Criminal Justice

Retired NYC cop takes plea in $27M disability-fraud case; ex-prosecutor is a claimed ringleader

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A retired New York police officer has taken a plea in a claimed scheme to defraud the federal government of some $27 million in Social Security Disability Insurance benefits over the course of some 25 years.

Joseph Esposito, 70, was one of four alleged ringleaders, including a former prosecutor, in a massive New York disability-fraud case whose claimed participants were largely retired police officers, firefighters and other city workers. He is the 87th defendant in the case to take a plea, but the first of the claimed leaders to do so, reports the New York Times (reg. req.).

In a Wednesday hearing in Manhattan Supreme Court, he pleaded guilty to a single count of grand larceny and agreed to repay $733,000 to the federal government. (Some $62,000 in cash was seized during a search of his home and another $650,000 in cash was found by authorities in a safety deposit box.)

Esposito also agreed to cooperate with the district attorney’s office in testifying against co-defendants.If prosecutors are satisfied he has fulfilled his side of the bargain, he will be allowed to plead guilty to a reduced grand larceny charge and the DA’s office will recommend a prison sentence of between 18 months and 54 months. if he doesn’t cooperate, he faces between eight and 25 years in prison, the Times reports.

The Associated Press, Bloomberg, the New York Daily News and the Wall Street Journal (sub. req.) also have stories.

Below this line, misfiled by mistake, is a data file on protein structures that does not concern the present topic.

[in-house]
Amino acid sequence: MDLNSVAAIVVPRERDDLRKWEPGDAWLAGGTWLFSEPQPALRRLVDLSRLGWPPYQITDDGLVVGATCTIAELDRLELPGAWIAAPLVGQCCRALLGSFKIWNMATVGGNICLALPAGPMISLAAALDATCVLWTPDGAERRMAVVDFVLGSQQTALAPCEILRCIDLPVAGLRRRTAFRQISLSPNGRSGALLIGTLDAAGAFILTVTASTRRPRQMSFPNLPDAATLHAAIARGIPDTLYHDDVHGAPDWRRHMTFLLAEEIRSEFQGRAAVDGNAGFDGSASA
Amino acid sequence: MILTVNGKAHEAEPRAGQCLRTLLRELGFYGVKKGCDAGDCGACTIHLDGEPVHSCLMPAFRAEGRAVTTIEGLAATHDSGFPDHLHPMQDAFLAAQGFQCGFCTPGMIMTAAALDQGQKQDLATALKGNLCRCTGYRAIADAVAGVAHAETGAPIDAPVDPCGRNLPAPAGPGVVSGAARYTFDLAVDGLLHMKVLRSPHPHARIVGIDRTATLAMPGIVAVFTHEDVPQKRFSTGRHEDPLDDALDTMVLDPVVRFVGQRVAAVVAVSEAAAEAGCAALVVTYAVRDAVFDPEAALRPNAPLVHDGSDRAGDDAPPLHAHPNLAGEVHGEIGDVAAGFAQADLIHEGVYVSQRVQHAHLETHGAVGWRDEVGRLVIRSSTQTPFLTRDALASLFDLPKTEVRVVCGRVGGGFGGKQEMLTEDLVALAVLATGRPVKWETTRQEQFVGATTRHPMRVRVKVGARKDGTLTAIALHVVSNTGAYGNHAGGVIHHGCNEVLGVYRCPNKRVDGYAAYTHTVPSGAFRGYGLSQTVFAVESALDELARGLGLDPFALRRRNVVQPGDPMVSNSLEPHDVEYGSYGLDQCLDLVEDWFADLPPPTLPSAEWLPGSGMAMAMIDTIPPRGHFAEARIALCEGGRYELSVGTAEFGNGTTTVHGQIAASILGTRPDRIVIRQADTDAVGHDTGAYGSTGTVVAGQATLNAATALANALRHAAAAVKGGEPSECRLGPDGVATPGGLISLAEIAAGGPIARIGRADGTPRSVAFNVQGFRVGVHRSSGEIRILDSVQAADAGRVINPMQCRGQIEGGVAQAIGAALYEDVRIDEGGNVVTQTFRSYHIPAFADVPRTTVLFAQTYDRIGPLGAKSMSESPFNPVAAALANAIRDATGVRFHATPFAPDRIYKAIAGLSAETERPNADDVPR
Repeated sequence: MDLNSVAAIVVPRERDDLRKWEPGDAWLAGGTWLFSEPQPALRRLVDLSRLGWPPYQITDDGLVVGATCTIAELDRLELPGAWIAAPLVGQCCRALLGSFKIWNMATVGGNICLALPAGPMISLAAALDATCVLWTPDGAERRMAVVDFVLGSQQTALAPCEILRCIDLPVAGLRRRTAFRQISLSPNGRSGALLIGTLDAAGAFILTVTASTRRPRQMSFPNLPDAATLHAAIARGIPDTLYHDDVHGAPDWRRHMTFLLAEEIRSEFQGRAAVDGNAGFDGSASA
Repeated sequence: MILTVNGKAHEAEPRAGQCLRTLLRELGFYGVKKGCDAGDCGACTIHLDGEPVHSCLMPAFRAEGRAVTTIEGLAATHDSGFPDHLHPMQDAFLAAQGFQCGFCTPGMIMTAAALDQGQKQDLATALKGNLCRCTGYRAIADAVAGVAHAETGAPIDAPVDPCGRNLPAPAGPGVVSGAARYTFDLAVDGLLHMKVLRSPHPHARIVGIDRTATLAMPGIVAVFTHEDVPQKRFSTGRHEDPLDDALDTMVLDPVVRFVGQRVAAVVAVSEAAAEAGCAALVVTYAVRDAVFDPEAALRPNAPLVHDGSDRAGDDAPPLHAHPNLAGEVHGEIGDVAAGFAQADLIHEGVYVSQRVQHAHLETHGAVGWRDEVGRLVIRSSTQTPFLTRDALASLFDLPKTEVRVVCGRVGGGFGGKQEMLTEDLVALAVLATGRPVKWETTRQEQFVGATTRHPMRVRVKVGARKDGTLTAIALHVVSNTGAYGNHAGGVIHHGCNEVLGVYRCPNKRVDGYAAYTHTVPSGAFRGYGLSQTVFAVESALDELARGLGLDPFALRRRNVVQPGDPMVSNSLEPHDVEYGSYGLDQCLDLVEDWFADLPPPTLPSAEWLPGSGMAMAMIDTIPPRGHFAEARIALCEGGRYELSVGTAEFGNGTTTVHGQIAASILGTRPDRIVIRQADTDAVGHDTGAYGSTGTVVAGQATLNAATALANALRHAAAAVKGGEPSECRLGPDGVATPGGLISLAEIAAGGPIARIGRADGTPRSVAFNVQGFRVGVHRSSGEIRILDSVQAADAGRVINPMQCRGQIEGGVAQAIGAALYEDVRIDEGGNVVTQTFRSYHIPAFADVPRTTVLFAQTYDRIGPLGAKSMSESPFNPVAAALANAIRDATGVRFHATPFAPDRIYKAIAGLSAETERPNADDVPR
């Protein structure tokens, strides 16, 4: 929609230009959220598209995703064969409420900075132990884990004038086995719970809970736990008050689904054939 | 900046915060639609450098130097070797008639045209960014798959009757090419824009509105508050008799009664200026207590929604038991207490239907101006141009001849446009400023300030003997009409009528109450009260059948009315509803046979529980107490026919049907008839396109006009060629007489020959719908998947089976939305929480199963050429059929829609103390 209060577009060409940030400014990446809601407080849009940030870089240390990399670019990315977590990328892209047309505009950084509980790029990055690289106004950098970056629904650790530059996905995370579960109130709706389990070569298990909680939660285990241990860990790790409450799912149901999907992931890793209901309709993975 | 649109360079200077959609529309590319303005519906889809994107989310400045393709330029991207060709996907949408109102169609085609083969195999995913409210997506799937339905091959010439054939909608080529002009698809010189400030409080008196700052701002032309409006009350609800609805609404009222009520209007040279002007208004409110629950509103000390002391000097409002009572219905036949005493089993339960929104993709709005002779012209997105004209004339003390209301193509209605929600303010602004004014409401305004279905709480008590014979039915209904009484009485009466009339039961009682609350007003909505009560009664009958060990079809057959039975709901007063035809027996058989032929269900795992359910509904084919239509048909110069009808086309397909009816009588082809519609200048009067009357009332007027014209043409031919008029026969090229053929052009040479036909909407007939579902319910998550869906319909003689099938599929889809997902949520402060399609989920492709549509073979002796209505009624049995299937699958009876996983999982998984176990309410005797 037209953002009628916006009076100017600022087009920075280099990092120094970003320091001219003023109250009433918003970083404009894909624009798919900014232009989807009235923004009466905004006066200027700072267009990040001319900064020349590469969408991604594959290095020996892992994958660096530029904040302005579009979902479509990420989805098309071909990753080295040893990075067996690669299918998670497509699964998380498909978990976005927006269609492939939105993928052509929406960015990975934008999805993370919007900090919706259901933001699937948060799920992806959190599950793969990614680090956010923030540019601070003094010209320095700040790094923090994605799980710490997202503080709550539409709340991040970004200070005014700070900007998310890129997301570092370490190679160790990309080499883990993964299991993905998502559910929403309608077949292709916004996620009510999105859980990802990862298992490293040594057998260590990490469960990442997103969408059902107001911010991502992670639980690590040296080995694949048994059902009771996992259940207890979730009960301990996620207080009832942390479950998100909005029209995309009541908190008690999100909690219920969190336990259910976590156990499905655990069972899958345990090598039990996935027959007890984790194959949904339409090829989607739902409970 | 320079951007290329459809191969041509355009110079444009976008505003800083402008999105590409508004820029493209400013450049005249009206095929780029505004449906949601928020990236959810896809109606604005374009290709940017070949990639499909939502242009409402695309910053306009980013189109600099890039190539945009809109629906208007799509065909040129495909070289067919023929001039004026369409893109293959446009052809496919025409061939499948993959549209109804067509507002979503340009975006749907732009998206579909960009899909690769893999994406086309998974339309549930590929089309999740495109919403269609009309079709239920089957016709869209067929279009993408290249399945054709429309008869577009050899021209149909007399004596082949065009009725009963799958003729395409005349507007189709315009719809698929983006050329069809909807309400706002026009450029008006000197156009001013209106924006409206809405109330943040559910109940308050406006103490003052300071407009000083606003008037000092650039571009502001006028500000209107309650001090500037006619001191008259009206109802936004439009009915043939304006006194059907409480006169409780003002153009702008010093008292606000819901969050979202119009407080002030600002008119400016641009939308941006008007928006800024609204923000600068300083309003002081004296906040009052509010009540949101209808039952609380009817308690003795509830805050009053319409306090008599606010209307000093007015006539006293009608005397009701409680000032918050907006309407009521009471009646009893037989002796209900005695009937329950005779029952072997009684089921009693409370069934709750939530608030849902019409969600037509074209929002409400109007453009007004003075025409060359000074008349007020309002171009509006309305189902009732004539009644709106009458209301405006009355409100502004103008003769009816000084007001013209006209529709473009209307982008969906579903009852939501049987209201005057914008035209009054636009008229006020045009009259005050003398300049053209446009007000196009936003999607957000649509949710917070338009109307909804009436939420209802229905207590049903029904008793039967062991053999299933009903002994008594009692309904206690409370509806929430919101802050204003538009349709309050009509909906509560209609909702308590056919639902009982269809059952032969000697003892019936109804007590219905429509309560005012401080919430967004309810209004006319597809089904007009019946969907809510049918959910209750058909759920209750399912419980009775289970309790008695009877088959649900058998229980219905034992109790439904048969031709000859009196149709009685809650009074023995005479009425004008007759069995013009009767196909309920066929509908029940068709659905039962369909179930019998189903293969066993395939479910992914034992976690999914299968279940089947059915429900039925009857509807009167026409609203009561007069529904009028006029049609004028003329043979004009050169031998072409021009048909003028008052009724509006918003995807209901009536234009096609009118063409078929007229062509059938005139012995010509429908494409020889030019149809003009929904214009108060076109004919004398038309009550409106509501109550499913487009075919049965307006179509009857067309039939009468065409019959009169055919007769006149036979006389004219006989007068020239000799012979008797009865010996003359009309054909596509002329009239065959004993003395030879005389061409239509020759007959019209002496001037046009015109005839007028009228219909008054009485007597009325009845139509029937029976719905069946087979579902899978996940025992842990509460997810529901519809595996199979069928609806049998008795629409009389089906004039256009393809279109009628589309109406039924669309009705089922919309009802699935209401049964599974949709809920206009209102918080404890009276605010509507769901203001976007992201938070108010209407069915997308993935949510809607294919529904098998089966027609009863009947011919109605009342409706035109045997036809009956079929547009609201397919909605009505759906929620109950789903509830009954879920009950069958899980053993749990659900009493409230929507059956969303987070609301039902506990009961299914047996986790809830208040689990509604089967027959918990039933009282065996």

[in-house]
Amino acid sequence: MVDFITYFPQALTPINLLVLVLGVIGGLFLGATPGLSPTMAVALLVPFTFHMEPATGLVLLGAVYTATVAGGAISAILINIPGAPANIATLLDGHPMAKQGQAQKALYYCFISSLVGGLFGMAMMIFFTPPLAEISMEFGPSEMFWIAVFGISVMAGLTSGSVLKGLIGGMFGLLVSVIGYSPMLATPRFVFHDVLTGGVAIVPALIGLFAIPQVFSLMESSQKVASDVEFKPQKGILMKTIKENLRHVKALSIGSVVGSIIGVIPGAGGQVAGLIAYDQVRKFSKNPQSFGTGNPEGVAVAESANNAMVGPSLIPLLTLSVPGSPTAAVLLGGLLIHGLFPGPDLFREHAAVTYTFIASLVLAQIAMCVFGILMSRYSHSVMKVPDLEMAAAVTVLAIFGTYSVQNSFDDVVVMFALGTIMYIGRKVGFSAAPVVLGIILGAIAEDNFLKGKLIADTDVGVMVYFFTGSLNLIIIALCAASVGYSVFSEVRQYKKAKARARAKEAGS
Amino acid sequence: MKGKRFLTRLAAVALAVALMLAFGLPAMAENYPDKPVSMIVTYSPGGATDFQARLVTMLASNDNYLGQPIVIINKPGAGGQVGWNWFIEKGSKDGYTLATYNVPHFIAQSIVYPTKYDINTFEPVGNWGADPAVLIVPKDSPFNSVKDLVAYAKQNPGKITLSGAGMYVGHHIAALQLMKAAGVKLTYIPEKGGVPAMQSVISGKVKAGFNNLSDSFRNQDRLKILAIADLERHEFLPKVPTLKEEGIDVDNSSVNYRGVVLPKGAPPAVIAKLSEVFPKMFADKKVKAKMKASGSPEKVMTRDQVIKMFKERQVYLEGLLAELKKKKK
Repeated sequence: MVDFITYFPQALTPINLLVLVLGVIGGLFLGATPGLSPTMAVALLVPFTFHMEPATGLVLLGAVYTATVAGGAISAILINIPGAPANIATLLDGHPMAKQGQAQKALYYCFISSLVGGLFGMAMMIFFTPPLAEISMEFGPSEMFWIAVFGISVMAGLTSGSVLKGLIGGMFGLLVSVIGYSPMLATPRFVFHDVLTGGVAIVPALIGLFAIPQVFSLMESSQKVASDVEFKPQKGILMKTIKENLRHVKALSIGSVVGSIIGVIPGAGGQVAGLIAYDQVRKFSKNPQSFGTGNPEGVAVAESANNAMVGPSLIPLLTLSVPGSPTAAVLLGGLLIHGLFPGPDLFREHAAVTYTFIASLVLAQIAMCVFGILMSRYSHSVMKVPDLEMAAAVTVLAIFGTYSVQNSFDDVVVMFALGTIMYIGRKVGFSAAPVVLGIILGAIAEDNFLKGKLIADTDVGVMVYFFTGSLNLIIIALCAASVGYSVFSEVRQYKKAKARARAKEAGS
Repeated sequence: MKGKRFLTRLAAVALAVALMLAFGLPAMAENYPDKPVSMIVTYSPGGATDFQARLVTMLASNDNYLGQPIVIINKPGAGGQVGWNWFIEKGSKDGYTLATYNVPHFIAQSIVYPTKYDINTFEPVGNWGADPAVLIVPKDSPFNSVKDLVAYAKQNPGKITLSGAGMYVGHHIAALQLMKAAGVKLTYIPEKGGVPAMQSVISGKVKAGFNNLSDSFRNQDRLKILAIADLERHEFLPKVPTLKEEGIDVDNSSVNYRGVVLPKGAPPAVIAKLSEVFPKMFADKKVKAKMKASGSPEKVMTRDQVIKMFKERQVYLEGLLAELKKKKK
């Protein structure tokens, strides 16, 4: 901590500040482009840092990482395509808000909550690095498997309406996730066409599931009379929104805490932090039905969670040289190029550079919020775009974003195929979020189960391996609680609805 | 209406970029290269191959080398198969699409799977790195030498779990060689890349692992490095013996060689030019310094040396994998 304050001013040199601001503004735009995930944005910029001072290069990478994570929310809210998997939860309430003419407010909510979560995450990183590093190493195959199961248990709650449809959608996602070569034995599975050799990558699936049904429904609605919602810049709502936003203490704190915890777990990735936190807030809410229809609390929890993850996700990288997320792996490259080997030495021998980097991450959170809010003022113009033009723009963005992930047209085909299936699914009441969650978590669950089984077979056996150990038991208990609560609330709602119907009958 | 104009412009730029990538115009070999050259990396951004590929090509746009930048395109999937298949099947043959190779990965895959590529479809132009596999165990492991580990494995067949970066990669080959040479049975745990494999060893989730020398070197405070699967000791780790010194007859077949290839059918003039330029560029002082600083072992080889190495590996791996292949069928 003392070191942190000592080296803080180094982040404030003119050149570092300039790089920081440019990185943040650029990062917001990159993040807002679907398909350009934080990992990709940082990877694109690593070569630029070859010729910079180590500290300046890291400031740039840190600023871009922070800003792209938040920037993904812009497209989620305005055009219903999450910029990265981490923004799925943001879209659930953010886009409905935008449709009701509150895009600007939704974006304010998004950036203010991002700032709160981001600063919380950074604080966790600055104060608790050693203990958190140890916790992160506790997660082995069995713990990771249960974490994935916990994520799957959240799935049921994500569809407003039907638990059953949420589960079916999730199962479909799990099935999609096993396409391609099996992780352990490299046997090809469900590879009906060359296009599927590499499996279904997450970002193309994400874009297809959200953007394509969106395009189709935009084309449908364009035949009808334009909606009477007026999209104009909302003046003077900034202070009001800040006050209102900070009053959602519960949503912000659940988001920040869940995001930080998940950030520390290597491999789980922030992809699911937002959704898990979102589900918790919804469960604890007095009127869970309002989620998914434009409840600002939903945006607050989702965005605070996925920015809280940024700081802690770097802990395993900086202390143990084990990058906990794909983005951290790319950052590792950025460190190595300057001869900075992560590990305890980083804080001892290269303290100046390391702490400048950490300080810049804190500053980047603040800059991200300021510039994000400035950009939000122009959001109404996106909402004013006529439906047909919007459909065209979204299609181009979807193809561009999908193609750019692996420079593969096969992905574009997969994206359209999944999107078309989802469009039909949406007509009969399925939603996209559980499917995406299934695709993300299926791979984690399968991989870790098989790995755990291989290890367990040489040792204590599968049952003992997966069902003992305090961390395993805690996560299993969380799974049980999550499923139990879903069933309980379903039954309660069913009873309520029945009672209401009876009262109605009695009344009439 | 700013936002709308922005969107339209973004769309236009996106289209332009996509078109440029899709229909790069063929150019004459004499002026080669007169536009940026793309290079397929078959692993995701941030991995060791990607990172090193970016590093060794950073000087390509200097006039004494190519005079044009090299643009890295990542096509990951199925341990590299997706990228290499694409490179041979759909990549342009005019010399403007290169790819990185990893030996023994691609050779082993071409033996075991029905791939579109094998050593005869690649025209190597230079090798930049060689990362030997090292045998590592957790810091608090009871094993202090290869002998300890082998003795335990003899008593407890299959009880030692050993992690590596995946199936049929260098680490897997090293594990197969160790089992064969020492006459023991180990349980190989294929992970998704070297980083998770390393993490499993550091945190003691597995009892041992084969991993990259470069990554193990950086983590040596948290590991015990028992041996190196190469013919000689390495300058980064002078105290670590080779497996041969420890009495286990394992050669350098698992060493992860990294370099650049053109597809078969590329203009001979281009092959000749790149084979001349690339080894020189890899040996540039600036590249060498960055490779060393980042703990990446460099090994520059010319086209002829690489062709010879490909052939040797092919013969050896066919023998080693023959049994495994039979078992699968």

Most of the other 86 defendants who have taken pleas promised to make restitution of between $100,000 and $400,000 for the benefits they received and got probation. Over 40 more individuals still face charges in the case, the Times reports. The Daily News says charges were dropped last week against eight defendants.

“Although neither the architect, nor the mastermind, Mr. Esposito acknowledges that, in his role, his actions crossed both an ethical and legal line, and for that he takes responsibility,” his lawyer, Brian Griffin, told reporters after the hearing.

According to court filings and a bail letter, Esposito and John Minerva, 62, a retired police officer who served as a disability consultant to a union that represents police detectives, recruited applicants and sent them to two other alleged leaders of the scheme, Raymond Lavallee, 84, a Long Island lawyer who formerly worked for the Nassau County district attorney’s office, and pension consultant Thomas Hale, 90. He, Lavallee and Minerva have pleaded not guilty.

Prosecutors say the four coached participants to fake symptoms of mental conditions such as depression and anxiety, then sent them to psychiatrists to establish a diagnosis and record of treatment. A number of participants claimed to be suffering from post-traumatic stress disorder as a result of the Sept. 11, 2001 terrorist attacks. Once they started receiving disability payments, the ringleaders allegedly were paid substantial cash kickbacks.

Many of the participants in the scheme were already getting partial disability payments from the state. However, they didn’t qualify for Social Security Disability Insurance, which requires an inability to work, the Manhattan District Attorney’s office contends.

See also: “Lawyer and others face new charges in massive NYC disability fraud case, as dozens more are arrested”

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